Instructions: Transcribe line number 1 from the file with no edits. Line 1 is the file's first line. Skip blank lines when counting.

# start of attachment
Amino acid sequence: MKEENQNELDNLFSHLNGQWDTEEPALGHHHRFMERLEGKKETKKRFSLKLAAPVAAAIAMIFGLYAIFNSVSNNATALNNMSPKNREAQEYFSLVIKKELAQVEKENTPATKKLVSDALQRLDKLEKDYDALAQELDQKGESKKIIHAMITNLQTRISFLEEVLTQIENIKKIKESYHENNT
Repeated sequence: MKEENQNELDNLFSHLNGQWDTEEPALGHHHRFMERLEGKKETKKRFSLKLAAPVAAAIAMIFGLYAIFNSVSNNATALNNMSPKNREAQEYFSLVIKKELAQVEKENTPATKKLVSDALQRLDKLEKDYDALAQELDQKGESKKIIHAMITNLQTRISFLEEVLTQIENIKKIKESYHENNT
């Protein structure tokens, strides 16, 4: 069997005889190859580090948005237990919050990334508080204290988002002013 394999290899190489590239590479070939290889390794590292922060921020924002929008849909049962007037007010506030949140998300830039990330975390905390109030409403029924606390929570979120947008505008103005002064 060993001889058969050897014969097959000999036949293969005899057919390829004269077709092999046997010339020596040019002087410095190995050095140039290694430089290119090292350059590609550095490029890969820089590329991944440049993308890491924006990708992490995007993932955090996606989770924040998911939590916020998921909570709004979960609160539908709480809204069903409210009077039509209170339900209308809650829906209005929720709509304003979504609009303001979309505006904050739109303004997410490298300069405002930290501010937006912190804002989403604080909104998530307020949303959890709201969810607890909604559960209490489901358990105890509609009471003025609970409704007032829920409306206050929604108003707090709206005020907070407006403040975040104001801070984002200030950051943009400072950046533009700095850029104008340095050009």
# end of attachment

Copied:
Amino acid sequence: MKEENQNELDNLFSHLNGQWDTEEPALGHHHRFMERLEGKKETKKRFSLKLAAPVAAAIAMIFGLYAIFNSVSNNATALNNMSPKNREAQEYFSLVIKKELAQVEKENTPATKKLVSDALQRLDKLEKDYDALAQELDQKGESKKIIHAMITNLQTRISFLEEVLTQIENIKKIKESYHENNT